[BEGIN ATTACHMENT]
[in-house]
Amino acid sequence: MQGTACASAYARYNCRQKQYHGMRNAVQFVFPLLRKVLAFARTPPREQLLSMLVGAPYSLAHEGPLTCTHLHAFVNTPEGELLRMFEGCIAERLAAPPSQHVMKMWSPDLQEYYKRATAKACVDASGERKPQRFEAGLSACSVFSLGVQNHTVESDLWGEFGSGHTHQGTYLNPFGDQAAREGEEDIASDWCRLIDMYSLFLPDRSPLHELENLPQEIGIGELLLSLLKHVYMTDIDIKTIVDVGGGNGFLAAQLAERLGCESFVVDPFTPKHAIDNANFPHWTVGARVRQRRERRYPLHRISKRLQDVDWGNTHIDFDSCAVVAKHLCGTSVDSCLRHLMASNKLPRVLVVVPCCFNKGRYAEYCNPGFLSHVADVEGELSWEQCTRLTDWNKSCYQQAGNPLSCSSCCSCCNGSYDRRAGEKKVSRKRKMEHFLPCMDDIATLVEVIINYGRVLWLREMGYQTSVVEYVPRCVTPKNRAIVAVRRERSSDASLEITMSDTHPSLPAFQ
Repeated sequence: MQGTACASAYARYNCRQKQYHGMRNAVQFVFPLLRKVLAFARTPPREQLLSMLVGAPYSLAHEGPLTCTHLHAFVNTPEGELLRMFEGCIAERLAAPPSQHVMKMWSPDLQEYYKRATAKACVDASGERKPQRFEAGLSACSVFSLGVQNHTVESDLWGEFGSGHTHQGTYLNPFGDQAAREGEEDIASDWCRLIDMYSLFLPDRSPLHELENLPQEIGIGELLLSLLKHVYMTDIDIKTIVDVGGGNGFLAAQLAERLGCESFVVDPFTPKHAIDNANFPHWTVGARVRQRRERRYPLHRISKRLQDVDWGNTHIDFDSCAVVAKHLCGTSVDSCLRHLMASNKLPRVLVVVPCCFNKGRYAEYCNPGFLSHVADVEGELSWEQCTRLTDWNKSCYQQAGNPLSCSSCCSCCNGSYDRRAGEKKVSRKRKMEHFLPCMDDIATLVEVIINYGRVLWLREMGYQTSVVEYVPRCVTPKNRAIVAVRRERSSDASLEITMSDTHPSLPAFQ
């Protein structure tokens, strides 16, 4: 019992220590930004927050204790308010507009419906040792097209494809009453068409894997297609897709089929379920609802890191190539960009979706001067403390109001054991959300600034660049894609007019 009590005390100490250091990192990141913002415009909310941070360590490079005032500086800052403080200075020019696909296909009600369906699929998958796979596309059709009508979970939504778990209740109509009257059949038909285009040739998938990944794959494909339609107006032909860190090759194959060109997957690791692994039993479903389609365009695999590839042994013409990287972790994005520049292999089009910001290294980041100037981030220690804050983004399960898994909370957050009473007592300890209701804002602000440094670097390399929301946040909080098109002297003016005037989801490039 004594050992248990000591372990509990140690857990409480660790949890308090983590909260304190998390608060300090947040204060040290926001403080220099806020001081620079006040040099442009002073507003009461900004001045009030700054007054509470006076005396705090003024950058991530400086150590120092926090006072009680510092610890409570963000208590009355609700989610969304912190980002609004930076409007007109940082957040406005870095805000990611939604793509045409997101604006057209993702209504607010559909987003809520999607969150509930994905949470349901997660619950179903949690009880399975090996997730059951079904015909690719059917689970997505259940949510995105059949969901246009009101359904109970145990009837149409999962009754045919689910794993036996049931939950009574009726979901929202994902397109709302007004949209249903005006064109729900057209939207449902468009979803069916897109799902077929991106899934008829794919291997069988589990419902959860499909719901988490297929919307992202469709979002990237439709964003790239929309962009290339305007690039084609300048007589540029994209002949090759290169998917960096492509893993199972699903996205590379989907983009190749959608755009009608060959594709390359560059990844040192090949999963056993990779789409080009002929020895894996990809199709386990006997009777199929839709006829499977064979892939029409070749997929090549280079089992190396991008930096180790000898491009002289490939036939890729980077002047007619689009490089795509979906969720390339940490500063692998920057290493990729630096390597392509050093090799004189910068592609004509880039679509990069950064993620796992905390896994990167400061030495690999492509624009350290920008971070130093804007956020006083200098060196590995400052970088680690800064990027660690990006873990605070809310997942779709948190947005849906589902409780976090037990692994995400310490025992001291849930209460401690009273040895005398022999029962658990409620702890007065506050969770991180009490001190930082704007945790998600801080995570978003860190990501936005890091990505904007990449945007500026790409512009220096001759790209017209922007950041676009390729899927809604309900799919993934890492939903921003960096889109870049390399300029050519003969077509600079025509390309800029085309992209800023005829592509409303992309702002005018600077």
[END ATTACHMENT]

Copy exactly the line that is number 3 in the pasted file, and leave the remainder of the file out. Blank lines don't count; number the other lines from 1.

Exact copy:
Repeated sequence: MQGTACASAYARYNCRQKQYHGMRNAVQFVFPLLRKVLAFARTPPREQLLSMLVGAPYSLAHEGPLTCTHLHAFVNTPEGELLRMFEGCIAERLAAPPSQHVMKMWSPDLQEYYKRATAKACVDASGERKPQRFEAGLSACSVFSLGVQNHTVESDLWGEFGSGHTHQGTYLNPFGDQAAREGEEDIASDWCRLIDMYSLFLPDRSPLHELENLPQEIGIGELLLSLLKHVYMTDIDIKTIVDVGGGNGFLAAQLAERLGCESFVVDPFTPKHAIDNANFPHWTVGARVRQRRERRYPLHRISKRLQDVDWGNTHIDFDSCAVVAKHLCGTSVDSCLRHLMASNKLPRVLVVVPCCFNKGRYAEYCNPGFLSHVADVEGELSWEQCTRLTDWNKSCYQQAGNPLSCSSCCSCCNGSYDRRAGEKKVSRKRKMEHFLPCMDDIATLVEVIINYGRVLWLREMGYQTSVVEYVPRCVTPKNRAIVAVRRERSSDASLEITMSDTHPSLPAFQ